The United States and China have reportedly delayed a review of their Phase 1 trade deal initially scheduled for Saturday.
The review slated for Saturday was delayed because of scheduling conflicts with the annual Beidaihe meeting, where the top Chinese leadership discusses key policy issues, and no new date had been set, according to Reuters.
Some Chinese analysts said the delay was “not a bad thing” as China could continue buying US goods and allow it to swerve increasing demands from the Trump administration in the run-up to the US presidential election.
Get the latest insights and analysis from our Global Impact newsletter on the big stories originating in China.
News of the delay surprised the markets because the US had struck a positive note the day before, with White House economic adviser Larry Kudlow saying that the administration was “satisfied with China’s progress”.
Chinese officials never confirmed a date for the planned video conference. When asked about the talks on Friday and Saturday, both the foreign and commerce ministries said only that information would be released once confirmed.
The last public communications between top negotiators dates back to May 8, when Vice-Premier Liu He held phone conversations with US Trade Representative Robert Lighthizer, US Treasury Secretary Steven Mnuchin over economic and public health cooperation.
The Phase 1 deal was signed in Washington in mid-January and came into effect a month later. Beijing promised to buy more American goods, including US$77 billion worth this year, with a goal of raising the value of purchases by US$200 billion compared with 2017 levels.
He Weiwen, former economic and commercial counsellor at Chinese consulates-general in San Francisco and New York, said the deal included a clause requesting a review after six months, which meant it should have taken place around now.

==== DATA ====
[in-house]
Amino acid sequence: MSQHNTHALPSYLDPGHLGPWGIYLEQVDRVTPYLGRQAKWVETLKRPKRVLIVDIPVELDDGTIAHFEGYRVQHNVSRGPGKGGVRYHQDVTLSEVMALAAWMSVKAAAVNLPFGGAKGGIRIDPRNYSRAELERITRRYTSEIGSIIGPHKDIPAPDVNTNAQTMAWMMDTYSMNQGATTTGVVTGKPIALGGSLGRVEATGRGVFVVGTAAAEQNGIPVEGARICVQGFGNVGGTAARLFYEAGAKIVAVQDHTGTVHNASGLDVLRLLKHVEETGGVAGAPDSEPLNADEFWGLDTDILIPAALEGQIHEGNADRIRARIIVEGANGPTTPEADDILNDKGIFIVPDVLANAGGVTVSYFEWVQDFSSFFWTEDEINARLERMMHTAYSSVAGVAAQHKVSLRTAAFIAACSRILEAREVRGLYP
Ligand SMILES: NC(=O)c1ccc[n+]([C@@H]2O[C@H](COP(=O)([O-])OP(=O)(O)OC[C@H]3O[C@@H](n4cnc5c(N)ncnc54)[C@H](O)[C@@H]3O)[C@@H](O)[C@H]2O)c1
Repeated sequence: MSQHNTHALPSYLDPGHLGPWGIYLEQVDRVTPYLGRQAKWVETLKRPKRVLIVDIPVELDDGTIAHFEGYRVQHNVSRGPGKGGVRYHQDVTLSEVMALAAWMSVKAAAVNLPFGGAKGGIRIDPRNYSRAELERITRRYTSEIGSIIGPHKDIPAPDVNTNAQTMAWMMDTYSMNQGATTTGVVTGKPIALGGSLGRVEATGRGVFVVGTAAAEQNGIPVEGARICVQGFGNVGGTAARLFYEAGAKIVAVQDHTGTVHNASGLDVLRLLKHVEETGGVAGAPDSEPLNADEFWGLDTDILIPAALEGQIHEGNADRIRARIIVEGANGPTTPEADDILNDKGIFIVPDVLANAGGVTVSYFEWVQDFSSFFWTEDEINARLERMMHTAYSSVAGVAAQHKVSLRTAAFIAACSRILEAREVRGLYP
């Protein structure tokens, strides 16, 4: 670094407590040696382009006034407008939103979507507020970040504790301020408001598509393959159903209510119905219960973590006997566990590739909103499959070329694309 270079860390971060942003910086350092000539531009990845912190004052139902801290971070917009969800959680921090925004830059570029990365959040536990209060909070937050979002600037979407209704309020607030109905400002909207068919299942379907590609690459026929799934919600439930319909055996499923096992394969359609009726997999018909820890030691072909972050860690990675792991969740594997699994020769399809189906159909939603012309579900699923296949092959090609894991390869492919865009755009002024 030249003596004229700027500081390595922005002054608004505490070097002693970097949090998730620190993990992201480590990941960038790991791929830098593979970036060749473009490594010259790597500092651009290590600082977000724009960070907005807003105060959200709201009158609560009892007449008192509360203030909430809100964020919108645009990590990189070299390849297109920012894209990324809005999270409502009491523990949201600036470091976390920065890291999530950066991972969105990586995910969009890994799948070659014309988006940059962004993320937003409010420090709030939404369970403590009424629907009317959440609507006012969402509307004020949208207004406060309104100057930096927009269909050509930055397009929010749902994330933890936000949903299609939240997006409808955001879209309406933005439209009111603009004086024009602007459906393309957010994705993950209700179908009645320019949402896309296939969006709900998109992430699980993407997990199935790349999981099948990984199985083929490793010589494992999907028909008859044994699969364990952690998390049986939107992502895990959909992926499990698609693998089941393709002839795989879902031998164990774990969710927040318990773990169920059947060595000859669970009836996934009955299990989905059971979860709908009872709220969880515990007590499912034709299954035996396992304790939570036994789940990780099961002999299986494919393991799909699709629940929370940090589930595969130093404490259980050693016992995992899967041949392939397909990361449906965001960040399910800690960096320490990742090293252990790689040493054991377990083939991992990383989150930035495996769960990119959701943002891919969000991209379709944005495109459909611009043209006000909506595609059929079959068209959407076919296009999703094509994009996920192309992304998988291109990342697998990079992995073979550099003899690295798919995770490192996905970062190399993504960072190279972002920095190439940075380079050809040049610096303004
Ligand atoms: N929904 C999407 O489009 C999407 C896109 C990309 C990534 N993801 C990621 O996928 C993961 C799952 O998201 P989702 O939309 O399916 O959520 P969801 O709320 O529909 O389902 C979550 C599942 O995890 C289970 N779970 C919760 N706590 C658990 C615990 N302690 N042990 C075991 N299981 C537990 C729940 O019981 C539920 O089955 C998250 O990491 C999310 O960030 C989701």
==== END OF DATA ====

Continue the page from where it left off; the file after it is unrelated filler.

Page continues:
“A few days earlier or later doesn’t mean both sides encountered new problems. A slight adjustment of the negotiation date has often been seen in previous bilateral talks. It doesn’t mean anything is wrong,” he added.
Beijing has tried to honour the deal, which is one of its few remaining connections with Donald Trump’s White House amid increasing tensions over issues such as Hong Kong, Xinjiang, Taiwan and the Covid-19 pandemic.
Central bank governor Yi Gang, who is also a member of the trade negotiation team, said earlier this week that China will try to honour the deal and promised to further open up its financial sector.
However, assistant commerce minister Ren Hongbin complained on Thursday that some Chinese purchases had been affected by the pandemic and a US export ban.
“We hope that the US can stop the restrictive and discriminatory measures against Chinese enterprises and create conditions for the Phase 1 trade deal implementation,” he said.
Chen Fengying, a senior fellow at the China Institute of Contemporary International Relations, said the postponement was “not a bad thing” because many promises could not be delivered in the middle of the pandemic.
“We will buy more if we can. After all, China needs lots of soybeans, pork, shale gas and other commodities,” she said.
“However, it will be hard to narrow some differences, such as the direction of China’s development, because the US has now politicised everything ahead of the election.”
Chen said both sides certainly need to talk, but doubt there will be any consensus.
“Meeting all changes with constancy may be the best strategy. We can have a review or even talks three months later when the US presidential election is finished and the pandemic is better addressed,” she added.
More from South China Morning Post:
- China’s yuan continues to grow as an international currency, central bank says
- US-China trade review postponed to allow time for more purchases
- Engineer in trade-secrets case says charges were added because of her Chinese background
- Countdown to US-China trade talks, but little hope of bigger breakthrough
- US-China relations: Disconnecting from global trade helps no one
This article Delayed US-China trade review could give Beijing some breathing space as Donald Trump seeks re-election first appeared on South China Morning Post